Some colleges and universities have learned that starting with classroom-based training can make it difficult for people to apply what they’ve learned to solve problems in their own work. In that case, your investment in training may not pay off. Sometimes it’s just better to teach the basics and then allow people to immediately incorporate Lean into the way they conduct their day to day work. This “learn by doing” approach fosters learning and generates improvement results more quickly.

5. Why do I need Lean — why can’t I just implement industry best practices?

There are two reasons: First, it’s important to keep in mind that what works at one college may not necessarily work the same way at yours. Lean is a way of identifying what is at the core of best practices, and then adapting them to what actually happens at your own institution with your own people. Second, people are more likely to adopt and sustain change when they are the ones who develop the ideas that drive the change process. Even if an industry best practice is the right thing for your campus, empowering your people to rapidly identify that for themselves will set you up for long-term success in adopting that practice.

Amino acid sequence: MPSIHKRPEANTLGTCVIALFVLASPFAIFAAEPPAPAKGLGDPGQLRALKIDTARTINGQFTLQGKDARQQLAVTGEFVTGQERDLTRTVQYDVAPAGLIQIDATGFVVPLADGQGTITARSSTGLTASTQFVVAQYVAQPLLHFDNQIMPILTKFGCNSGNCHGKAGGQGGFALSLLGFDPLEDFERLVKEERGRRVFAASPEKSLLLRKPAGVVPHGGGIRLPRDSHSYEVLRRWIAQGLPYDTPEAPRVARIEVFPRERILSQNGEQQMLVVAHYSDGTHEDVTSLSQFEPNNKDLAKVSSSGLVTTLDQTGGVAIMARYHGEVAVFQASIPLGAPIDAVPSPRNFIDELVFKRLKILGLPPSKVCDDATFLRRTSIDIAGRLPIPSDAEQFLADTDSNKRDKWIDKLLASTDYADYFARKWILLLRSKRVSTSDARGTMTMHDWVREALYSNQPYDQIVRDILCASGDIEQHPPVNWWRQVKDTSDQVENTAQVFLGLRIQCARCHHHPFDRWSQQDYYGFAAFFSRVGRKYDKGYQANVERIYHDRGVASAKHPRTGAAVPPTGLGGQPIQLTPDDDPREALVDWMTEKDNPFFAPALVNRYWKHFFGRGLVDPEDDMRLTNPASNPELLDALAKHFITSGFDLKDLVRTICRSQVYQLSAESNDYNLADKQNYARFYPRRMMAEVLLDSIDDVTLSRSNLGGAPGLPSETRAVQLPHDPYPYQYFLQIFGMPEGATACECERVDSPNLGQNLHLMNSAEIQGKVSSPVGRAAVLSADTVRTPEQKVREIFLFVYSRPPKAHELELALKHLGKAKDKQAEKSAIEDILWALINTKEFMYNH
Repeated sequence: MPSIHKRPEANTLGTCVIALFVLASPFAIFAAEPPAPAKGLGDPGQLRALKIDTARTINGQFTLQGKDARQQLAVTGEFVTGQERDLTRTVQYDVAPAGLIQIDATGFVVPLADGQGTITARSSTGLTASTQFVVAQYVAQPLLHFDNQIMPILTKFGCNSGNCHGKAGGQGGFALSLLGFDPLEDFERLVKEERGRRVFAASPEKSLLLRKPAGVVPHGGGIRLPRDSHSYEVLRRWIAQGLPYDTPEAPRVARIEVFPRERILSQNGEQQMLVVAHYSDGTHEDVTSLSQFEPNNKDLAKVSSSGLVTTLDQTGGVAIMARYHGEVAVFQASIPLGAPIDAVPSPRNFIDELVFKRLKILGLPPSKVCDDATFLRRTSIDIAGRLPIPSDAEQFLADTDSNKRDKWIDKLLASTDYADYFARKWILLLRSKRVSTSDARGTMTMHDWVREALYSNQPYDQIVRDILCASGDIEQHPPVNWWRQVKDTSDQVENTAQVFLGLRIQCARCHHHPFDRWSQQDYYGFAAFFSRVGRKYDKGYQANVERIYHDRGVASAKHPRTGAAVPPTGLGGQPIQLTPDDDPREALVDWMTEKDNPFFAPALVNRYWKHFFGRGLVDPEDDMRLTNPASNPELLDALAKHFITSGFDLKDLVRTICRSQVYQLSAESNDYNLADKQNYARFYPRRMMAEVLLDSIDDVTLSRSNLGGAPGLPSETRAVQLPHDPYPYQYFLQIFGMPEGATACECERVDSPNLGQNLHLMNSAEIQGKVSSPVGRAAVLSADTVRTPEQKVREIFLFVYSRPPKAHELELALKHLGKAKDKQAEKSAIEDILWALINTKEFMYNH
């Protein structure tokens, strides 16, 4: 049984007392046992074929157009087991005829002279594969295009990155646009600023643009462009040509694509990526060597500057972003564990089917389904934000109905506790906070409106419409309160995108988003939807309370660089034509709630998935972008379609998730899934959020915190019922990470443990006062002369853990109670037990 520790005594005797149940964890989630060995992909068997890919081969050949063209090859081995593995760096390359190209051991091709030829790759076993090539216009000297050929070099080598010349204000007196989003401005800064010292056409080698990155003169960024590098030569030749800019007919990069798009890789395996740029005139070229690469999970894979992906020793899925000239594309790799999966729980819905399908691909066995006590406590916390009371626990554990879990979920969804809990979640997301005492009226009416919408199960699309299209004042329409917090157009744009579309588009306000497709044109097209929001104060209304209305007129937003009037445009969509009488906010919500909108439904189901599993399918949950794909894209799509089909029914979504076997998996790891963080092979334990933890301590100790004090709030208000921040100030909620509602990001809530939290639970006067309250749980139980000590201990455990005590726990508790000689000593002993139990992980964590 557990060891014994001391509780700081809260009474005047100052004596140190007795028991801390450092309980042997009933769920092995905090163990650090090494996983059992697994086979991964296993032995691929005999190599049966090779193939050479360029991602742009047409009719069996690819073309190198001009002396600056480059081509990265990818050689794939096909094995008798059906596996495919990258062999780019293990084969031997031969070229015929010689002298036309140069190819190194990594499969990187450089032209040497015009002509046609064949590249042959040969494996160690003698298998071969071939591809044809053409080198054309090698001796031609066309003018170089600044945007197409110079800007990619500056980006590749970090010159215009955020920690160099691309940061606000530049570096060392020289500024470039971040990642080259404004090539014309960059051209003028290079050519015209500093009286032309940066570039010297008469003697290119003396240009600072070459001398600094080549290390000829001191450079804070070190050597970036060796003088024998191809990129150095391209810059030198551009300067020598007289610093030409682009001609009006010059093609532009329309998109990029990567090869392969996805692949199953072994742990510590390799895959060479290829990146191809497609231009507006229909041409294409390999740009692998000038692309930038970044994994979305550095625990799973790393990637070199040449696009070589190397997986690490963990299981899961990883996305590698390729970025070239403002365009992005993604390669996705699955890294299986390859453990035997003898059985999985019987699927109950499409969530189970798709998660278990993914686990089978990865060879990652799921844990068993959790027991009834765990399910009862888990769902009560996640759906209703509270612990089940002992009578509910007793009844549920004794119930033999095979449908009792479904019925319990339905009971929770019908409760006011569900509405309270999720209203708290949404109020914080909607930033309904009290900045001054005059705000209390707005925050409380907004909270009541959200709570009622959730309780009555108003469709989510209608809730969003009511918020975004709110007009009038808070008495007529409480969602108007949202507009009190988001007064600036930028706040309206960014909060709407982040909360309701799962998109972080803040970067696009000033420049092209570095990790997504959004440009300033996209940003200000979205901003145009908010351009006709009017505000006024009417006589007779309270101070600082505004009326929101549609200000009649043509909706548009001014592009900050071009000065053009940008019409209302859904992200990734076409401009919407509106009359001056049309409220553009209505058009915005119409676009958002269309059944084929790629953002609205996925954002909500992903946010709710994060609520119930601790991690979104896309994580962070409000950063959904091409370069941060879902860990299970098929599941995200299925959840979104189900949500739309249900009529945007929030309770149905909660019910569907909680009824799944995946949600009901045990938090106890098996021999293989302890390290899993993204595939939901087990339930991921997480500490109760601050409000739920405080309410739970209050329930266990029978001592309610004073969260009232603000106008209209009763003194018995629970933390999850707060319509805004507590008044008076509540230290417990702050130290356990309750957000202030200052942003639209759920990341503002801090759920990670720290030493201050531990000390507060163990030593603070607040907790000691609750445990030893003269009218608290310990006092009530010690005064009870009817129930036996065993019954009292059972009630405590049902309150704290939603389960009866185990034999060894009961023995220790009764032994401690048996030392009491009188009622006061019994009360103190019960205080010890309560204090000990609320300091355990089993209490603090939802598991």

6. What type of results can I expect from Lean? And how long does it take to see them?

Lean results really come in three phases. The first results will directly impact your people. By simply working in a new way together, your staff will see things differently and communicate more effectively-and those results can happen immediately, even during a first working session. The next results will occur when you implement incremental changes to your processes. You’ll reduce waste, improve efficiency, make work better for those who do it, and have a positive impact on your customers. This second phase of results can happen immediately for a quick improvement, or can take a longer time for a more complex improvement; it depends on the problem you’re tackling.

Transformational results come later and require a long-term investment in empowering more people, improving more processes, and developing your staff as problem solvers. This is why it is important to think of Lean as a journey, not a race.

7. It sounds good, but I really need to understand what we actually do to use Lean?  

This is a tough question to answer briefly. There are many different methods and places to start within the framework of developing people to solve problems.  Through our experiences in our own organization and in our work with our colleagues in higher education, we’ve learned that the most effective way to drive business results and innovation is to not simply teach people new tools, but to invest in their capacity to work together to learn and solve problems through Lean. Subscribe to our newsletter to stay on top of the  great work being done by people in Facilities and Administration!

Published: 2/25/2016


Melissa McEwen

Service Leader, Lean Consulting